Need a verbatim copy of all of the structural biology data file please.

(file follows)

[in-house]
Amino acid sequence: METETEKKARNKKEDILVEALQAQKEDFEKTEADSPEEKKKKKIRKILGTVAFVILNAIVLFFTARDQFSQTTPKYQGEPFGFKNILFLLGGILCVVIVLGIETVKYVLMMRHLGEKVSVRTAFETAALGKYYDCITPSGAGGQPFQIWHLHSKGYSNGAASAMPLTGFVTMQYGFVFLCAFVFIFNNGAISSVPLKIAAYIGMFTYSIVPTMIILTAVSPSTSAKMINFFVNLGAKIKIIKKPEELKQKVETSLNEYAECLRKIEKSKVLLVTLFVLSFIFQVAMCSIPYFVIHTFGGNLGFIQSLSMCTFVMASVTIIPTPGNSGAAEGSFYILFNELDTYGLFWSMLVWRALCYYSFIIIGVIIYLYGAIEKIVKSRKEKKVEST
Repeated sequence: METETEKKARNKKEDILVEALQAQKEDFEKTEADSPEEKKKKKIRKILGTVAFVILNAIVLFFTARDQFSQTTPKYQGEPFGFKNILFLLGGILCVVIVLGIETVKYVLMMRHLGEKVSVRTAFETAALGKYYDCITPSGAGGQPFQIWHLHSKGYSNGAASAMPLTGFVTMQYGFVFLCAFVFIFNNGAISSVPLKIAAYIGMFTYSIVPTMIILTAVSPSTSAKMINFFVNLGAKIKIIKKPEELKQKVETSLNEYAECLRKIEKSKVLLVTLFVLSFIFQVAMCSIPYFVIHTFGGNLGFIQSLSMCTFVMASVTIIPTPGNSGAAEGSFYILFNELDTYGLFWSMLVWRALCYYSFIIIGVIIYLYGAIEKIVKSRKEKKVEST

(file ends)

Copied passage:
[in-house]
Amino acid sequence: METETEKKARNKKEDILVEALQAQKEDFEKTEADSPEEKKKKKIRKILGTVAFVILNAIVLFFTARDQFSQTTPKYQGEPFGFKNILFLLGGILCVVIVLGIETVKYVLMMRHLGEKVSVRTAFETAALGKYYDCITPSGAGGQPFQIWHLHSKGYSNGAASAMPLTGFVTMQYGFVFLCAFVFIFNNGAISSVPLKIAAYIGMFTYSIVPTMIILTAVSPSTSAKMINFFVNLGAKIKIIKKPEELKQKVETSLNEYAECLRKIEKSKVLLVTLFVLSFIFQVAMCSIPYFVIHTFGGNLGFIQSLSMCTFVMASVTIIPTPGNSGAAEGSFYILFNELDTYGLFWSMLVWRALCYYSFIIIGVIIYLYGAIEKIVKSRKEKKVEST
Repeated sequence: METETEKKARNKKEDILVEALQAQKEDFEKTEADSPEEKKKKKIRKILGTVAFVILNAIVLFFTARDQFSQTTPKYQGEPFGFKNILFLLGGILCVVIVLGIETVKYVLMMRHLGEKVSVRTAFETAALGKYYDCITPSGAGGQPFQIWHLHSKGYSNGAASAMPLTGFVTMQYGFVFLCAFVFIFNNGAISSVPLKIAAYIGMFTYSIVPTMIILTAVSPSTSAKMINFFVNLGAKIKIIKKPEELKQKVETSLNEYAECLRKIEKSKVLLVTLFVLSFIFQVAMCSIPYFVIHTFGGNLGFIQSLSMCTFVMASVTIIPTPGNSGAAEGSFYILFNELDTYGLFWSMLVWRALCYYSFIIIGVIIYLYGAIEKIVKSRKEKKVEST